Last week I wrote an article, citing the some of the good things for the Tampa Bay Rays in the 2009 season. In that article, I thanked the Rays management for bringing another winning season to the Fruit Dome in St. Petersburg. It appears I may have been a bit premature with my congratulations.
The Rays have gone 2-9 since the infamous white flag trade of Scott Kazmir. While I knew it signaled the end of the Rays run at the wild card, it's been a bit disturbing at times because it seems as if the Rays are disinterested in continuing the rest of the season.
It's understandable in a way. If management has given up the ghost, why should the players still play? When Andy Sonnanstine took the hill against the Boston Red Sox in the biggest series of the season and departed four innings and five runs later, the players knew it was over.
The question though is where is the mental toughness?
BJ Upton has never been known for his work ethic. Now that the Rays appear to be out of the running for postseason, he's gone back to his old ways of loafing. He's not the only one.
Of course, BJ Upton doesn't pitch. Tampa Bay's offense and starting pitching has been fine since the trade. It's the bullpen that is seemingly buckling under the workload that manager Joe Maddon thrust upon them this season.
That's really the maddening thing about Maddon.
Take last night as a prime example—rookie phenom Jeff Niemann is humming along, allowing nothing in seven innings. Maddon allowed him to start the eighth and Niemann gave up a lead off single to A-Rod.
Keep in mind, Niemann had scattered seven hits through his first seven innings and had reached 110 pitches. Instead of allowing Neimann to finish off the inning, Maddon went to the greatness that is Lance Cormier, who eventually allowed a hit and was the victim of a horrible throwing error by Rays first baseman Chris Richard.
The error allowed A-Rod to score and put Nick Swisher on base. Hideki Matsui would single and Cormier's work was done.
He was lifted for Brian Shouse who struck out Robinson Cano. Instead of leaving Shouse in, Maddon went back to matchup baseball, bringing in Grant Balfour to face Jorge Posada with men at the corners and one down.
As he's seemingly done all season, Balfour gave the go-fer ball to Posada, who promptly deposited it into the launching pad also known as right field in new Yankee stadium. Game over, losing streak hits eight.
It's been this way all season for Maddon and these decisions are what firings are made of. But how can you fire the man that led the Tampa Bay Rays to the World Series? Quick answer—you can't.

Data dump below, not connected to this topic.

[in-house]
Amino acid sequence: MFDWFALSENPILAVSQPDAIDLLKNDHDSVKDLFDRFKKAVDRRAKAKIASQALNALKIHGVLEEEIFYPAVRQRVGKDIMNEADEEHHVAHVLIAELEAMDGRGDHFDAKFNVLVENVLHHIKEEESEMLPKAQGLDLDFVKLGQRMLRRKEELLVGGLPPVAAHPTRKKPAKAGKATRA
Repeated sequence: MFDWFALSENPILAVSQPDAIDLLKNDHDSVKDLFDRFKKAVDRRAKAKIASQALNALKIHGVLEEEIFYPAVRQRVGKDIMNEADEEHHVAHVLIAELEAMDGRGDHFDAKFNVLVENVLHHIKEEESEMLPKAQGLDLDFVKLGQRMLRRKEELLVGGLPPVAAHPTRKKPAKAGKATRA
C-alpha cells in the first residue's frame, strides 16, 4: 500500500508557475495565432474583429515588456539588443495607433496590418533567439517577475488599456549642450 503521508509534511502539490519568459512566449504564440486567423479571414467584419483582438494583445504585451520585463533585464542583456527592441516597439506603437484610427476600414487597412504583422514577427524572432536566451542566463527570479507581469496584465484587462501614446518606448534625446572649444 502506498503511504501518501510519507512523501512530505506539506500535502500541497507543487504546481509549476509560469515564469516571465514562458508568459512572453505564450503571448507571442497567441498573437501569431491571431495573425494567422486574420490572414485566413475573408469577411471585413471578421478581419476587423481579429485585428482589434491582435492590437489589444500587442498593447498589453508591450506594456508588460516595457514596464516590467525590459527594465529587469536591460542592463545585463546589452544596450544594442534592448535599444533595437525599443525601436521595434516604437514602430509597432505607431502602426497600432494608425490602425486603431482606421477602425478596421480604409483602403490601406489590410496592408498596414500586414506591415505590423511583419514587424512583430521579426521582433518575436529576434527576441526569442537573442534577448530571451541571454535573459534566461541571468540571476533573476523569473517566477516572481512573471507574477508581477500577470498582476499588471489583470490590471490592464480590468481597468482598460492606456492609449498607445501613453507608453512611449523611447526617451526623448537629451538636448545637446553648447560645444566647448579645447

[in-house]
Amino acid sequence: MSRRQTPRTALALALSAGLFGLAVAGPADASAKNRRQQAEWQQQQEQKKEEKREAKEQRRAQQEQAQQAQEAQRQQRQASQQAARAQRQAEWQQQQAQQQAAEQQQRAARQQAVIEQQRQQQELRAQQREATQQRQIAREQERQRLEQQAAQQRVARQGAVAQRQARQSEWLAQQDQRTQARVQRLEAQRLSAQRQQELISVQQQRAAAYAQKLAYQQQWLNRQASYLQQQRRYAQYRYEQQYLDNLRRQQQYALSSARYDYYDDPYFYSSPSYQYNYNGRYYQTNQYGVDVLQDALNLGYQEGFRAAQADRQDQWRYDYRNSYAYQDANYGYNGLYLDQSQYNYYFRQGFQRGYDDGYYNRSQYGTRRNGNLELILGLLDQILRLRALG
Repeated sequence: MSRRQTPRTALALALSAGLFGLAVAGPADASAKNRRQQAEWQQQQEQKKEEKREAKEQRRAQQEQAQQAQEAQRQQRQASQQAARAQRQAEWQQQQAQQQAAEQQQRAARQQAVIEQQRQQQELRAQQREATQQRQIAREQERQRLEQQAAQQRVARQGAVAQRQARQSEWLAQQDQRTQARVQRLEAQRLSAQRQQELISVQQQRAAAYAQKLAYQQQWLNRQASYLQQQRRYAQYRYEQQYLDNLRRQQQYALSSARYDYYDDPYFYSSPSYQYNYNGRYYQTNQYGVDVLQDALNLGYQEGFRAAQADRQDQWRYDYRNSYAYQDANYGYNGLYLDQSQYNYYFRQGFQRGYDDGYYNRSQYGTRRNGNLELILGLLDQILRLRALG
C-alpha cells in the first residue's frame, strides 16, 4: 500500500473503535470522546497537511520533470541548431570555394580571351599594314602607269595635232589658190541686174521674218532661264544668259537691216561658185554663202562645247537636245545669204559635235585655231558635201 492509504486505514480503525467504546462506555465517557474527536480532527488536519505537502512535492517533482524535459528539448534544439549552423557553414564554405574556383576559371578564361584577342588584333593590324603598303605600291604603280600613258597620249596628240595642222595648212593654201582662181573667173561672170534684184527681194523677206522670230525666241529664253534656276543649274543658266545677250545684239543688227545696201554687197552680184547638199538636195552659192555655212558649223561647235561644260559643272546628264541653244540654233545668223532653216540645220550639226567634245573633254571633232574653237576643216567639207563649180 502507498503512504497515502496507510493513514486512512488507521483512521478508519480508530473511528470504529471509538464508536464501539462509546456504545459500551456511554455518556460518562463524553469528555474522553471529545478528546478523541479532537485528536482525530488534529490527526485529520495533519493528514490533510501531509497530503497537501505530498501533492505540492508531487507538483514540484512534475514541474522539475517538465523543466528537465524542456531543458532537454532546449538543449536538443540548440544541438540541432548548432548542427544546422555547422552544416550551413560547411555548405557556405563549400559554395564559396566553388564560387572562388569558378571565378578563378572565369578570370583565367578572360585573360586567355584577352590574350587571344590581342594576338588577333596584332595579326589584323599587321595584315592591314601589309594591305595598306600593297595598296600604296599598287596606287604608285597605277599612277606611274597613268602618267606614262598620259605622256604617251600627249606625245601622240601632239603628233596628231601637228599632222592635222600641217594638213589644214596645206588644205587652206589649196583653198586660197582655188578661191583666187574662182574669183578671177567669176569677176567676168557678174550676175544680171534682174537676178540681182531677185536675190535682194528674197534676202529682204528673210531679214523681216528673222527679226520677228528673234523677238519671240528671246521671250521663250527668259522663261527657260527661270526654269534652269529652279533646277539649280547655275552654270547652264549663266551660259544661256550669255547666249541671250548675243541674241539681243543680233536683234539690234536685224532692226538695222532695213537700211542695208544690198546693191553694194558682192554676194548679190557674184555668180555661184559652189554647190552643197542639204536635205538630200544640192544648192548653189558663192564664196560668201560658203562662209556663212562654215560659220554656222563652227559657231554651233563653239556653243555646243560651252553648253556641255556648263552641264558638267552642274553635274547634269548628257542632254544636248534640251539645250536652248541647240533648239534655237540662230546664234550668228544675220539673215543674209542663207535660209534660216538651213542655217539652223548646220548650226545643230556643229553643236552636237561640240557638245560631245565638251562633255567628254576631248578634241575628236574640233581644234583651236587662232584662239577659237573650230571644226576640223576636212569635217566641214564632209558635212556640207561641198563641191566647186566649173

Tampa Bay is now a pedestrian 72-68 with 22 games remaining in the season. The Rays can play below .500 at 10-12 and still get to 82 wins and secure their second consecutive winning season. With 13 games against the likes of Baltimore, Toronto, and Seattle (nine at home), you'd like to think Tampa Bay could find ten victories some where in there.
Playing for pride or being a spoiler never seemed to appeal much to baseball players, so the question begs do the Rays care about having a winning season when the playoffs are likely out of the equation?
By Tampa Bay standards, a winning season is something to be proud of. Heck, if the seasons were flip flopped, the entire town would be buzzing about how the Rays finally have a good shot at a winning season instead of being disappointed they couldn't contend with the nearly billion dollars of payroll dropped by the Yankees and Red Sox.
That's a good thing. The bar has been raised because fans saw it was possible.
Some pundits are calling Tampa Bay "One Year Wonders." Those who do that clearly don't know baseball.
Tampa Bay is a team brimming with talent. In many ways, the 2009 Rays were a better baseball team the the AL champions. Offensively, starting pitching—all better. Where they struggled and what became the Achilles heel for the season was the bullpen and the steady Rays defense did not reach the same level of performance.
Plays made routinely last year are being botched for errors in '09. It forces more pitches for the starters, more outs to make, and more opportunities for the opponents to do damage as the Yankees did last night.
No, Tampa Bay wasn't a fluke. They'll be back next year continuing to be a thorn in the sides of the Yankees and Red Sox. The two empires had to spend multi-millions to overtake the minimum wage Rays in 2009.
As Tampa Bay's pitching stabilizes and they hopefully find a closer (come on, Stu, dig into that wallet—it will be paid back in playoff money), the young talented studs will continue to grow and maintain the Rays for several years (at least until they hit free agency).